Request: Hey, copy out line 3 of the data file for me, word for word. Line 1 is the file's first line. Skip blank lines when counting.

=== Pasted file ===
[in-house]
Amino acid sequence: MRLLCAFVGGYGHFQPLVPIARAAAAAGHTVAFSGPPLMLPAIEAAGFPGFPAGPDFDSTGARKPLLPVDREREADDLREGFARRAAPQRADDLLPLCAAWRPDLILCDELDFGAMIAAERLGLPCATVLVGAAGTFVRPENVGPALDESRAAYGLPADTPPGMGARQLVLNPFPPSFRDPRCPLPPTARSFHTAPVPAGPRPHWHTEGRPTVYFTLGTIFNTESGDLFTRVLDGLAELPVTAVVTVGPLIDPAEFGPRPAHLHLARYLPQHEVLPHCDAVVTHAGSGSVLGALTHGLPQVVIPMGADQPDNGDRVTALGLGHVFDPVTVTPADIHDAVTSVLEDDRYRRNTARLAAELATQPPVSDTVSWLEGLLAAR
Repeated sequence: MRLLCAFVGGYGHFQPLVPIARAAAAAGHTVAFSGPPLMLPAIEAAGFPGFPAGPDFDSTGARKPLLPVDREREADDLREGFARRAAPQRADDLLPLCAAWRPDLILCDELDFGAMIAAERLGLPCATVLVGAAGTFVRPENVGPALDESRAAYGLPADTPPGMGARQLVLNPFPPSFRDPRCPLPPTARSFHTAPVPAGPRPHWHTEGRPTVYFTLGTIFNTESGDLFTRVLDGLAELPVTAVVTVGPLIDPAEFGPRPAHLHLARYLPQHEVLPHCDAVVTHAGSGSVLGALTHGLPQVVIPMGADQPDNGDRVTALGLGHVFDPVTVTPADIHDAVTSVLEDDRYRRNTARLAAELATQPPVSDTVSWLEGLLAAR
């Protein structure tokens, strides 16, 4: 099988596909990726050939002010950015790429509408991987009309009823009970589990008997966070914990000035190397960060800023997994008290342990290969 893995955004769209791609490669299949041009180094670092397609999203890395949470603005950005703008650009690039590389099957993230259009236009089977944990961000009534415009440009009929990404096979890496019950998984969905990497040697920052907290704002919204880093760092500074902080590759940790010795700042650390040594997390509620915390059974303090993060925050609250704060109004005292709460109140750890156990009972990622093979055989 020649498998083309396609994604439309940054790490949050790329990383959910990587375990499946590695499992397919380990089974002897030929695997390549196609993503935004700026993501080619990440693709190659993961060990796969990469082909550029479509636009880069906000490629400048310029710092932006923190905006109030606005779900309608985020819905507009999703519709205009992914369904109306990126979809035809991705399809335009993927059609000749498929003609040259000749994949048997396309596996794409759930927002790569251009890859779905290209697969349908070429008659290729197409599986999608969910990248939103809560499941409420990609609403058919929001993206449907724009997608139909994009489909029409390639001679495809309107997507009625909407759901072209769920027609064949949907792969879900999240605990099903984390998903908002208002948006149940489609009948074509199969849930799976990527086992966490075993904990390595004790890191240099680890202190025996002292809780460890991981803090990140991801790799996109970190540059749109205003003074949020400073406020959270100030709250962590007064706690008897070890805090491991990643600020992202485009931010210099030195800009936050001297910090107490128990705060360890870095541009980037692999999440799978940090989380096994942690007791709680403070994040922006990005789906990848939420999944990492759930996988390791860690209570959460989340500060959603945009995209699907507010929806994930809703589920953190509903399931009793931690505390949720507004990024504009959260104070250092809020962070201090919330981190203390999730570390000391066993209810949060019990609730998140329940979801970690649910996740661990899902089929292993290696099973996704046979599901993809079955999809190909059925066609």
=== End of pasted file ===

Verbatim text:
Repeated sequence: MRLLCAFVGGYGHFQPLVPIARAAAAAGHTVAFSGPPLMLPAIEAAGFPGFPAGPDFDSTGARKPLLPVDREREADDLREGFARRAAPQRADDLLPLCAAWRPDLILCDELDFGAMIAAERLGLPCATVLVGAAGTFVRPENVGPALDESRAAYGLPADTPPGMGARQLVLNPFPPSFRDPRCPLPPTARSFHTAPVPAGPRPHWHTEGRPTVYFTLGTIFNTESGDLFTRVLDGLAELPVTAVVTVGPLIDPAEFGPRPAHLHLARYLPQHEVLPHCDAVVTHAGSGSVLGALTHGLPQVVIPMGADQPDNGDRVTALGLGHVFDPVTVTPADIHDAVTSVLEDDRYRRNTARLAAELATQPPVSDTVSWLEGLLAAR